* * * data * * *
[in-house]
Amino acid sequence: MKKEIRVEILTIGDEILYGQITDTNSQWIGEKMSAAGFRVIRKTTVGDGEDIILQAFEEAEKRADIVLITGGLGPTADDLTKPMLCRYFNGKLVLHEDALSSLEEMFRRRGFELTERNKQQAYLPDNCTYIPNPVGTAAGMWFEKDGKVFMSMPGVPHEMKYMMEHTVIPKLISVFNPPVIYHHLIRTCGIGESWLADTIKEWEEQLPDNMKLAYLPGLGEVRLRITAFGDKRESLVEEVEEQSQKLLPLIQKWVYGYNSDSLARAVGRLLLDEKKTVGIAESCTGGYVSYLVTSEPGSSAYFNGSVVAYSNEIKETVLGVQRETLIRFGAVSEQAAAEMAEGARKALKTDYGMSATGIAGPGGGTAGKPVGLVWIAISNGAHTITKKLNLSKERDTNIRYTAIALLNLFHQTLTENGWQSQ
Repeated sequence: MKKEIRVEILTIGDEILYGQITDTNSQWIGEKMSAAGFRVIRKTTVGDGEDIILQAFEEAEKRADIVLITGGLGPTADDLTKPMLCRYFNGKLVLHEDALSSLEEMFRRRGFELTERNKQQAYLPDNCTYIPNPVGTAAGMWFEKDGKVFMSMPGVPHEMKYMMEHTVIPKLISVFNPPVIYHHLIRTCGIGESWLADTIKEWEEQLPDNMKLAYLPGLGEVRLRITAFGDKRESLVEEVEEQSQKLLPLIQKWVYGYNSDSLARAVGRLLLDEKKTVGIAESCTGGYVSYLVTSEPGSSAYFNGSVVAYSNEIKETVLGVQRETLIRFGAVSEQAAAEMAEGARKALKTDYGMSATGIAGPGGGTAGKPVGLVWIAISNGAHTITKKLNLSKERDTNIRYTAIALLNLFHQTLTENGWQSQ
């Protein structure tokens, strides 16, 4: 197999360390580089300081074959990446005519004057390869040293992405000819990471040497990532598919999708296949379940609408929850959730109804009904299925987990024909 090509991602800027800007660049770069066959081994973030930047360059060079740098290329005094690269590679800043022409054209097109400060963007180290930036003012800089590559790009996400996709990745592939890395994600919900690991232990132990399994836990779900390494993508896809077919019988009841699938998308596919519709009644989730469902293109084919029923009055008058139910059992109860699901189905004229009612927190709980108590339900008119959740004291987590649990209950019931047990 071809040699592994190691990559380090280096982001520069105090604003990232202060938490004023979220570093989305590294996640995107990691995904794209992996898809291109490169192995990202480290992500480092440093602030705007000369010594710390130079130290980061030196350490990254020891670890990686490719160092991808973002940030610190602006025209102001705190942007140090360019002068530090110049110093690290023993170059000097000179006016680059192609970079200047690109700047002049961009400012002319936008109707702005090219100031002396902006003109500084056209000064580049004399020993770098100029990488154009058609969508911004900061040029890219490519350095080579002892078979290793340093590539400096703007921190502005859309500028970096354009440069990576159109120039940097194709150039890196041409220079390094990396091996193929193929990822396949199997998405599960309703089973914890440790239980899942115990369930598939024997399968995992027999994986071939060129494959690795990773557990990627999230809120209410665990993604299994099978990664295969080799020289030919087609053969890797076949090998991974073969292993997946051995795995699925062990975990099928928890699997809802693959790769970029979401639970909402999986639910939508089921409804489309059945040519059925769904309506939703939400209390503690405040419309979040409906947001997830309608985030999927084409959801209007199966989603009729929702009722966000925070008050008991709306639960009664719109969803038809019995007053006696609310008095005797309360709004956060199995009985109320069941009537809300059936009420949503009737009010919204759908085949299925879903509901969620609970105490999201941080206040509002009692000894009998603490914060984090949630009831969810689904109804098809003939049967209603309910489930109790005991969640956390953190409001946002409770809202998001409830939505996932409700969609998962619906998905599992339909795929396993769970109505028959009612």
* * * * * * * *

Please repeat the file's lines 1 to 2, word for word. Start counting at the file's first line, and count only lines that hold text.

[in-house]
Amino acid sequence: MKKEIRVEILTIGDEILYGQITDTNSQWIGEKMSAAGFRVIRKTTVGDGEDIILQAFEEAEKRADIVLITGGLGPTADDLTKPMLCRYFNGKLVLHEDALSSLEEMFRRRGFELTERNKQQAYLPDNCTYIPNPVGTAAGMWFEKDGKVFMSMPGVPHEMKYMMEHTVIPKLISVFNPPVIYHHLIRTCGIGESWLADTIKEWEEQLPDNMKLAYLPGLGEVRLRITAFGDKRESLVEEVEEQSQKLLPLIQKWVYGYNSDSLARAVGRLLLDEKKTVGIAESCTGGYVSYLVTSEPGSSAYFNGSVVAYSNEIKETVLGVQRETLIRFGAVSEQAAAEMAEGARKALKTDYGMSATGIAGPGGGTAGKPVGLVWIAISNGAHTITKKLNLSKERDTNIRYTAIALLNLFHQTLTENGWQSQ